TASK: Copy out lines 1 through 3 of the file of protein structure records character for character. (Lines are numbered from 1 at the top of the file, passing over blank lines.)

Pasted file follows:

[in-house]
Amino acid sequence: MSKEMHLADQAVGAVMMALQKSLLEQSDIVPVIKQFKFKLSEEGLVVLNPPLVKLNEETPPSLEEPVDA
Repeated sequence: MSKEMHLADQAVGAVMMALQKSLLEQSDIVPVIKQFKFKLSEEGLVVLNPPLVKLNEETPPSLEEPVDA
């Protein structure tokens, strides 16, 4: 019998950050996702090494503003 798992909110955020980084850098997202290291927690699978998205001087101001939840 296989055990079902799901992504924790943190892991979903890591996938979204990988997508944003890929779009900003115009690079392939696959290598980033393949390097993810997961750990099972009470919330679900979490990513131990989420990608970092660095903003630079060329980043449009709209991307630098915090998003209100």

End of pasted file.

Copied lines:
[in-house]
Amino acid sequence: MSKEMHLADQAVGAVMMALQKSLLEQSDIVPVIKQFKFKLSEEGLVVLNPPLVKLNEETPPSLEEPVDA
Repeated sequence: MSKEMHLADQAVGAVMMALQKSLLEQSDIVPVIKQFKFKLSEEGLVVLNPPLVKLNEETPPSLEEPVDA